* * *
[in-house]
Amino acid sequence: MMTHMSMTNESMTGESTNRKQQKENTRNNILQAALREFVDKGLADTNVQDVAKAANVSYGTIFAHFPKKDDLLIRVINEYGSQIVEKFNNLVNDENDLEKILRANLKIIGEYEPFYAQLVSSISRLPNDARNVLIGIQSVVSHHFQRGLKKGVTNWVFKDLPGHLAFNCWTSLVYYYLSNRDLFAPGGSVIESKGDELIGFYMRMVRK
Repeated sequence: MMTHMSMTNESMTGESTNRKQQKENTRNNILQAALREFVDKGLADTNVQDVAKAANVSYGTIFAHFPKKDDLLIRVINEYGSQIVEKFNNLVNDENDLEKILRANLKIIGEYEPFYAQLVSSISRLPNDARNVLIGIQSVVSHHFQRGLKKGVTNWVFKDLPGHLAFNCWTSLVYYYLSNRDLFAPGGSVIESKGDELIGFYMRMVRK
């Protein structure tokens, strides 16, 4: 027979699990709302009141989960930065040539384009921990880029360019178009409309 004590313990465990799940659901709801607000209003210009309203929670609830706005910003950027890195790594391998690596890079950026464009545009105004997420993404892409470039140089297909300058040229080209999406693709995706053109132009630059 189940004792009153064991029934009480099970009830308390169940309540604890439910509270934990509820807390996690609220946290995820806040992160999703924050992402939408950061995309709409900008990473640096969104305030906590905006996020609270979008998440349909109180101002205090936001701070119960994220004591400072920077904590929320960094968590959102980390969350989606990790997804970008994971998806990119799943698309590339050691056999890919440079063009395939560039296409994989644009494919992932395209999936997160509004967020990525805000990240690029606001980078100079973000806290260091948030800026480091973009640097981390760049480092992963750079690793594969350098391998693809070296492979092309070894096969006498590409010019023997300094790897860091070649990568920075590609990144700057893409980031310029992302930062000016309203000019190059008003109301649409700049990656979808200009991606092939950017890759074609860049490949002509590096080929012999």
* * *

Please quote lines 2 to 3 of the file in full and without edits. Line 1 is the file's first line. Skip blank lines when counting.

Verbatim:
Amino acid sequence: MMTHMSMTNESMTGESTNRKQQKENTRNNILQAALREFVDKGLADTNVQDVAKAANVSYGTIFAHFPKKDDLLIRVINEYGSQIVEKFNNLVNDENDLEKILRANLKIIGEYEPFYAQLVSSISRLPNDARNVLIGIQSVVSHHFQRGLKKGVTNWVFKDLPGHLAFNCWTSLVYYYLSNRDLFAPGGSVIESKGDELIGFYMRMVRK
Repeated sequence: MMTHMSMTNESMTGESTNRKQQKENTRNNILQAALREFVDKGLADTNVQDVAKAANVSYGTIFAHFPKKDDLLIRVINEYGSQIVEKFNNLVNDENDLEKILRANLKIIGEYEPFYAQLVSSISRLPNDARNVLIGIQSVVSHHFQRGLKKGVTNWVFKDLPGHLAFNCWTSLVYYYLSNRDLFAPGGSVIESKGDELIGFYMRMVRK